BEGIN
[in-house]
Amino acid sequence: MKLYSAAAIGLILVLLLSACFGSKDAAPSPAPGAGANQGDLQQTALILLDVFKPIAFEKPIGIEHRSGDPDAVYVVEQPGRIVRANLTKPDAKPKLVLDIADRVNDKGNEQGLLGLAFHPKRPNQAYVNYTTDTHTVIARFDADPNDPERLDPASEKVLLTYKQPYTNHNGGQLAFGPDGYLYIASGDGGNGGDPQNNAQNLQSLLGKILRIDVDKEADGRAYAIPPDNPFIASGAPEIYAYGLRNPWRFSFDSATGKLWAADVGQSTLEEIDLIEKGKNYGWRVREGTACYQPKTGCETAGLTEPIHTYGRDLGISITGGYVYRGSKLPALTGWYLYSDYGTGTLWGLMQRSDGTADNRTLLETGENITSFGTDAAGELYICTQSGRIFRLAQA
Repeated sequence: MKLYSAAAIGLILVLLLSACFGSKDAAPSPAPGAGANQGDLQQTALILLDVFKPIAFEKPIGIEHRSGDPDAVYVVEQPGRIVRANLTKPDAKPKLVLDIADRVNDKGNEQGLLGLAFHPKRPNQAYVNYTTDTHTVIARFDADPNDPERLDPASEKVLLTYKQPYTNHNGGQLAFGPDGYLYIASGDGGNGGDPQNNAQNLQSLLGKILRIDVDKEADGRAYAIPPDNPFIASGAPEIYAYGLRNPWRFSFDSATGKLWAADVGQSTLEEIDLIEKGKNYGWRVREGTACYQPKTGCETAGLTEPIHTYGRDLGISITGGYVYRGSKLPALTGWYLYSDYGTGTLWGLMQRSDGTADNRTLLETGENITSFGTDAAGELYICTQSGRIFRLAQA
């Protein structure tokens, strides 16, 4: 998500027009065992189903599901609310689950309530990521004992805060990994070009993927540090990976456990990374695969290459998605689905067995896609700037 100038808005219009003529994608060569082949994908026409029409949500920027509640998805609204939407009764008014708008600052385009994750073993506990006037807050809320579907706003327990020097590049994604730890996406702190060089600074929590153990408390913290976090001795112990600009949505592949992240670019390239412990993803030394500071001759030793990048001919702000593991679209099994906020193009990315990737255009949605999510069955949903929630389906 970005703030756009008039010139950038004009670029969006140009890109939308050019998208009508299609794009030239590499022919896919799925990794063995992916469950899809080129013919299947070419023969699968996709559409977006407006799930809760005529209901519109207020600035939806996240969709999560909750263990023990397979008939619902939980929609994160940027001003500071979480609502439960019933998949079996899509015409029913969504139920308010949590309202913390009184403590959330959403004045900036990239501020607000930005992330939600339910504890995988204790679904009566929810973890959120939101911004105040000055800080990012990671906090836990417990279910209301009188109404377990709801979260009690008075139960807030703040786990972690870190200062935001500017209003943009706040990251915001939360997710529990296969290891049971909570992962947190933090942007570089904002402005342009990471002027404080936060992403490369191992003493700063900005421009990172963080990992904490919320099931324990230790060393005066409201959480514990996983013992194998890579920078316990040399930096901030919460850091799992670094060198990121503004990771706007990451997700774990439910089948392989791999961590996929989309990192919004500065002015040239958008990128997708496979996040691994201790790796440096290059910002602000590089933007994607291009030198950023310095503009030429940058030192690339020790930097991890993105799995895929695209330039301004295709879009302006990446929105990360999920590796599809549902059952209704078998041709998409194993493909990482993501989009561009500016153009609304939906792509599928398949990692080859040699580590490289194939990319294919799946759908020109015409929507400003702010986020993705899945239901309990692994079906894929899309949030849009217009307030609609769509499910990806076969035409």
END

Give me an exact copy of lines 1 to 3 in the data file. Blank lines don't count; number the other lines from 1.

[in-house]
Amino acid sequence: MKLYSAAAIGLILVLLLSACFGSKDAAPSPAPGAGANQGDLQQTALILLDVFKPIAFEKPIGIEHRSGDPDAVYVVEQPGRIVRANLTKPDAKPKLVLDIADRVNDKGNEQGLLGLAFHPKRPNQAYVNYTTDTHTVIARFDADPNDPERLDPASEKVLLTYKQPYTNHNGGQLAFGPDGYLYIASGDGGNGGDPQNNAQNLQSLLGKILRIDVDKEADGRAYAIPPDNPFIASGAPEIYAYGLRNPWRFSFDSATGKLWAADVGQSTLEEIDLIEKGKNYGWRVREGTACYQPKTGCETAGLTEPIHTYGRDLGISITGGYVYRGSKLPALTGWYLYSDYGTGTLWGLMQRSDGTADNRTLLETGENITSFGTDAAGELYICTQSGRIFRLAQA
Repeated sequence: MKLYSAAAIGLILVLLLSACFGSKDAAPSPAPGAGANQGDLQQTALILLDVFKPIAFEKPIGIEHRSGDPDAVYVVEQPGRIVRANLTKPDAKPKLVLDIADRVNDKGNEQGLLGLAFHPKRPNQAYVNYTTDTHTVIARFDADPNDPERLDPASEKVLLTYKQPYTNHNGGQLAFGPDGYLYIASGDGGNGGDPQNNAQNLQSLLGKILRIDVDKEADGRAYAIPPDNPFIASGAPEIYAYGLRNPWRFSFDSATGKLWAADVGQSTLEEIDLIEKGKNYGWRVREGTACYQPKTGCETAGLTEPIHTYGRDLGISITGGYVYRGSKLPALTGWYLYSDYGTGTLWGLMQRSDGTADNRTLLETGENITSFGTDAAGELYICTQSGRIFRLAQA